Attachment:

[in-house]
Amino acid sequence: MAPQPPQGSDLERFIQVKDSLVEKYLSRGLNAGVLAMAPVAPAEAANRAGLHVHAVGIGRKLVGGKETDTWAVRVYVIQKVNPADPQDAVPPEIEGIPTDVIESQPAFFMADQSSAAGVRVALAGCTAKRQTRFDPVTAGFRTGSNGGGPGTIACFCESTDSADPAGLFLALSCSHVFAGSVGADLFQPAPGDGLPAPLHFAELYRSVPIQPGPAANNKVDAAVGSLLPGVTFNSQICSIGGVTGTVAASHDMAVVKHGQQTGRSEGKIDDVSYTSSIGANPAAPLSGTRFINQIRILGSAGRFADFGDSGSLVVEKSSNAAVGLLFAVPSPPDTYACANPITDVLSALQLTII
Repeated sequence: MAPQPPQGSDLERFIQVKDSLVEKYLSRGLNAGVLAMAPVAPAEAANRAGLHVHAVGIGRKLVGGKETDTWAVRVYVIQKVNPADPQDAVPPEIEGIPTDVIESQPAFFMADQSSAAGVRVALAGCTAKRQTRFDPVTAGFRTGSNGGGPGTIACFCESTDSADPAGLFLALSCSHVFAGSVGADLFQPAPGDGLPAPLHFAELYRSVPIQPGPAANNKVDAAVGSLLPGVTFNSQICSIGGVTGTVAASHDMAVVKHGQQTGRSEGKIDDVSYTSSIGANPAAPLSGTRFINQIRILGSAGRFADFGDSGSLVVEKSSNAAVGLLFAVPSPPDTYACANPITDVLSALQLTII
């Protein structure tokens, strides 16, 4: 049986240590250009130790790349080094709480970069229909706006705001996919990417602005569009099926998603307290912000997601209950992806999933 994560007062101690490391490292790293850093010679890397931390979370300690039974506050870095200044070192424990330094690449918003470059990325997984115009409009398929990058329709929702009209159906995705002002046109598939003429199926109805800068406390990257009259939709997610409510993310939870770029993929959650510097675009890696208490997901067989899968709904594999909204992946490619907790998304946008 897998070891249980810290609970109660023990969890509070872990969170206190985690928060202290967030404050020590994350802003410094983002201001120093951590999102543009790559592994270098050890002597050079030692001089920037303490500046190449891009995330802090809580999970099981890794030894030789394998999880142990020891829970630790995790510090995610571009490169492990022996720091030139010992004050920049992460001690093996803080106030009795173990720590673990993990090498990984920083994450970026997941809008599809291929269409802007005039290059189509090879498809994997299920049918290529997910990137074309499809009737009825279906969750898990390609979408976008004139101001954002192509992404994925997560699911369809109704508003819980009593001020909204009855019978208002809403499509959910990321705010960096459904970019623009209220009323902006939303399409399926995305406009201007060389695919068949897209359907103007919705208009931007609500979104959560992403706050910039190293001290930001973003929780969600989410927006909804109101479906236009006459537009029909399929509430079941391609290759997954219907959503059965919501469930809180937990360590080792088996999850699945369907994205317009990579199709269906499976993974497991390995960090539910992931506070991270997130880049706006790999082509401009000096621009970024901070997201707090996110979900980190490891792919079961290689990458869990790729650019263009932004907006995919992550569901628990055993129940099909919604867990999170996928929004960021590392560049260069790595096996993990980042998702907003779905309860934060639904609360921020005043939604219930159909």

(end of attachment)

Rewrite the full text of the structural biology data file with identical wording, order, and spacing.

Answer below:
[in-house]
Amino acid sequence: MAPQPPQGSDLERFIQVKDSLVEKYLSRGLNAGVLAMAPVAPAEAANRAGLHVHAVGIGRKLVGGKETDTWAVRVYVIQKVNPADPQDAVPPEIEGIPTDVIESQPAFFMADQSSAAGVRVALAGCTAKRQTRFDPVTAGFRTGSNGGGPGTIACFCESTDSADPAGLFLALSCSHVFAGSVGADLFQPAPGDGLPAPLHFAELYRSVPIQPGPAANNKVDAAVGSLLPGVTFNSQICSIGGVTGTVAASHDMAVVKHGQQTGRSEGKIDDVSYTSSIGANPAAPLSGTRFINQIRILGSAGRFADFGDSGSLVVEKSSNAAVGLLFAVPSPPDTYACANPITDVLSALQLTII
Repeated sequence: MAPQPPQGSDLERFIQVKDSLVEKYLSRGLNAGVLAMAPVAPAEAANRAGLHVHAVGIGRKLVGGKETDTWAVRVYVIQKVNPADPQDAVPPEIEGIPTDVIESQPAFFMADQSSAAGVRVALAGCTAKRQTRFDPVTAGFRTGSNGGGPGTIACFCESTDSADPAGLFLALSCSHVFAGSVGADLFQPAPGDGLPAPLHFAELYRSVPIQPGPAANNKVDAAVGSLLPGVTFNSQICSIGGVTGTVAASHDMAVVKHGQQTGRSEGKIDDVSYTSSIGANPAAPLSGTRFINQIRILGSAGRFADFGDSGSLVVEKSSNAAVGLLFAVPSPPDTYACANPITDVLSALQLTII
């Protein structure tokens, strides 16, 4: 049986240590250009130790790349080094709480970069229909706006705001996919990417602005569009099926998603307290912000997601209950992806999933 994560007062101690490391490292790293850093010679890397931390979370300690039974506050870095200044070192424990330094690449918003470059990325997984115009409009398929990058329709929702009209159906995705002002046109598939003429199926109805800068406390990257009259939709997610409510993310939870770029993929959650510097675009890696208490997901067989899968709904594999909204992946490619907790998304946008 897998070891249980810290609970109660023990969890509070872990969170206190985690928060202290967030404050020590994350802003410094983002201001120093951590999102543009790559592994270098050890002597050079030692001089920037303490500046190449891009995330802090809580999970099981890794030894030789394998999880142990020891829970630790995790510090995610571009490169492990022996720091030139010992004050920049992460001690093996803080106030009795173990720590673990993990090498990984920083994450970026997941809008599809291929269409802007005039290059189509090879498809994997299920049918290529997910990137074309499809009737009825279906969750898990390609979408976008004139101001954002192509992404994925997560699911369809109704508003819980009593001020909204009855019978208002809403499509959910990321705010960096459904970019623009209220009323902006939303399409399926995305406009201007060389695919068949897209359907103007919705208009931007609500979104959560992403706050910039190293001290930001973003929780969600989410927006909804109101479906236009006459537009029909399929509430079941391609290759997954219907959503059965919501469930809180937990360590080792088996999850699945369907994205317009990579199709269906499976993974497991390995960090539910992931506070991270997130880049706006790999082509401009000096621009970024901070997201707090996110979900980190490891792919079961290689990458869990790729650019263009932004907006995919992550569901628990055993129940099909919604867990999170996928929004960021590392560049260069790595096996993990980042998702907003779905309860934060639904609360921020005043939604219930159909």